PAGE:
Legal News for Attorneys who handle TBI cases. National trial will treat up to 1,000 people suffering from traumatic brain injuries with hyperbaric oxygen therapy.
Study revealed benefits of hyperbaric oxygen therapy for victims suffering from traumatic brain injuries (TBI) and even post-traumatic stress disorder.
New Orleans, LA—In a new study conducted by the International Hyperbaric Medical Foundation, hyperbaric oxygen therapy has been successfully used in treating the traumatic brain injuries (TBI) of military veterans, generally caused by mid-battle explosions. The therapy, known for its beneficial use in aiding those who suffer from brain decompression illness (deep-sea divers), has also proved to be helpful in patients with post-traumatic stress disorder, according to information provided by 2theadvocate.com.
The International Hyperbaric Medical Foundation, a nonprofit organization, reported that in using hyperbaric oxygen therapy to treat traumatic brain injuries, patients showed a “15-point increase in IQ in little more than a month, a great reduction of depression, four times the expected improvements in… headaches and sleep disturbances, and great improvements in post-traumatic stress disorder”. Dr. Paul Harch, president of the International Hyperbaric Medical Foundation and clinical associate professor at the LSU Interim Public Hospital, has reportedly treated nearly 40 TBI victims using the therapy and seen alleged response rates of 90 to 99 percent.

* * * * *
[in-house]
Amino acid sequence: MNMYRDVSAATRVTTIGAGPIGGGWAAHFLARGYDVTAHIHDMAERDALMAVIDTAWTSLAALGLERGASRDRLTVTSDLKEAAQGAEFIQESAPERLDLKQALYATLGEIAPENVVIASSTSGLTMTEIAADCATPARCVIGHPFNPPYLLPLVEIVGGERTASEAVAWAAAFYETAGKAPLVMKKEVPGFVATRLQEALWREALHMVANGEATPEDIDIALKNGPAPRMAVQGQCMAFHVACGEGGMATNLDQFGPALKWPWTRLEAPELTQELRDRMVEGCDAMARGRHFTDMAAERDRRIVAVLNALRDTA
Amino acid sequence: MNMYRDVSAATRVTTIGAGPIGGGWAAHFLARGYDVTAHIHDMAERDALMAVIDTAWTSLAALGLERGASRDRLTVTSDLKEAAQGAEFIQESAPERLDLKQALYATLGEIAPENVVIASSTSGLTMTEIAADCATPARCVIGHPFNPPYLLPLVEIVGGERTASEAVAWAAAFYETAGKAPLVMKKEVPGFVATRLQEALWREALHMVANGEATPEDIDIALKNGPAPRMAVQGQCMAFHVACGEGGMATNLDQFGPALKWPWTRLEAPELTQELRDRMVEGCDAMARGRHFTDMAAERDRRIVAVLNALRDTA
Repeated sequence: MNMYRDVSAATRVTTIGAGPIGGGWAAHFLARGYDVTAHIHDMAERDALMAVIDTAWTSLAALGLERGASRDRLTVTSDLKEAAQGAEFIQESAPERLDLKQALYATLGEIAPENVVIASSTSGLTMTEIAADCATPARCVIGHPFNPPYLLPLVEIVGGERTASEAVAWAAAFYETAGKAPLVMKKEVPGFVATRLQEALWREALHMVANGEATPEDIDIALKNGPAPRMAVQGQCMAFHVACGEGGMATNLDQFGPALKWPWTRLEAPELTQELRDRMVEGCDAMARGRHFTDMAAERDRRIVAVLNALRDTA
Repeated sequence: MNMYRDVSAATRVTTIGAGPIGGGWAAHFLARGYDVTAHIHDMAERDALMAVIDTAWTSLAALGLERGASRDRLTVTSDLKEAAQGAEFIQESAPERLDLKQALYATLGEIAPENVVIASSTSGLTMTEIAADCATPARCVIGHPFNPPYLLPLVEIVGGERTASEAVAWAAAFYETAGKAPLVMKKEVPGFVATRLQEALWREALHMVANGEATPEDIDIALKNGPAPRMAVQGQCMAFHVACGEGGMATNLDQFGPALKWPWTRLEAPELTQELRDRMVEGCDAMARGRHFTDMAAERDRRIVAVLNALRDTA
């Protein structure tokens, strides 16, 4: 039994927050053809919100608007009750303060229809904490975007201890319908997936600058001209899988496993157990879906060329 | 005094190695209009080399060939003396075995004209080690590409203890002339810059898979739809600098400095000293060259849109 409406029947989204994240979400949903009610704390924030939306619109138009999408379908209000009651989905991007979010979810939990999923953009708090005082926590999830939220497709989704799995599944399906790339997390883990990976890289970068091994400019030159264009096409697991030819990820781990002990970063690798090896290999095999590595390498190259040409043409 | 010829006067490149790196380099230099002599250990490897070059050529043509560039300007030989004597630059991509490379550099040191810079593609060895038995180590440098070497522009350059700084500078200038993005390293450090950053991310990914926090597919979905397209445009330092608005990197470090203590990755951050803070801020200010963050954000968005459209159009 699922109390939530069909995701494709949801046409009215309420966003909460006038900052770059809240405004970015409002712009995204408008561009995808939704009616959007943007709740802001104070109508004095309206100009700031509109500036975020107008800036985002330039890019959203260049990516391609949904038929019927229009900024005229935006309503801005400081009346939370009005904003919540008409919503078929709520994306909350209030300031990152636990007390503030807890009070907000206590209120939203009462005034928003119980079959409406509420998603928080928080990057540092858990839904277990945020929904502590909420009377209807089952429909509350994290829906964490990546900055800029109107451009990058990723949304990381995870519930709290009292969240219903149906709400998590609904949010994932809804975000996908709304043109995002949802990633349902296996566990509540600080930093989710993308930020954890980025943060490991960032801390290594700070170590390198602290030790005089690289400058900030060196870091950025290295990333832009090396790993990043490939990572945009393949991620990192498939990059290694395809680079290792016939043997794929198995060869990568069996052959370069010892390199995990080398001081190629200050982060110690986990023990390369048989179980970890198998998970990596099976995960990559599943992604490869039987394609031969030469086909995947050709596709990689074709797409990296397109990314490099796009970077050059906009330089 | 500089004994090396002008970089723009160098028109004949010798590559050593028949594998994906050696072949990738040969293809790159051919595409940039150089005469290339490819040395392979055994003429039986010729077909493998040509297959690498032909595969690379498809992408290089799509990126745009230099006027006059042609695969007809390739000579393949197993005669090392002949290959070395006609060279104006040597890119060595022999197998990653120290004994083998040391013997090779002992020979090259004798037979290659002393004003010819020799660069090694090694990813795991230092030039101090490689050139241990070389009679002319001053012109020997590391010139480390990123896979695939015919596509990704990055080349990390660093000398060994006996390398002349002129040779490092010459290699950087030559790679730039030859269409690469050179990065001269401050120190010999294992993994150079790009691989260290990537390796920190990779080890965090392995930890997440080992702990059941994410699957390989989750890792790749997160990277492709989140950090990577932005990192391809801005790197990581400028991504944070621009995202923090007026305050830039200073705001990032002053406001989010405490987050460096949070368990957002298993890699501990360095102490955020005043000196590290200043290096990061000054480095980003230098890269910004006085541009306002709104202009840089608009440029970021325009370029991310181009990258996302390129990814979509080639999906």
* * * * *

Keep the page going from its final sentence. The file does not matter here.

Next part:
With a national trial set to begin within the next few weeks, the International Hyperbaric Medical Foundation will be treating up to 1,000 eligible patients from 15 different sites throughout the United States. Each patient will undergo 80 sessions of the therapy over a period of five months, leaving participants able to listen to music, watch TV, or even sleep from within a hyperbaric oxygen chamber while undergoing pain-free therapeutic treatment. As if the study didn’t already sound appealing to victims suffering from traumatic brain injuries, according to Harch, “The beauty of it is there are no side effects and (it can be done) years and years after the injury.”
Legal News Reporter: Sandra Quinlan- Legal News for Lawyers who handle TBI cases.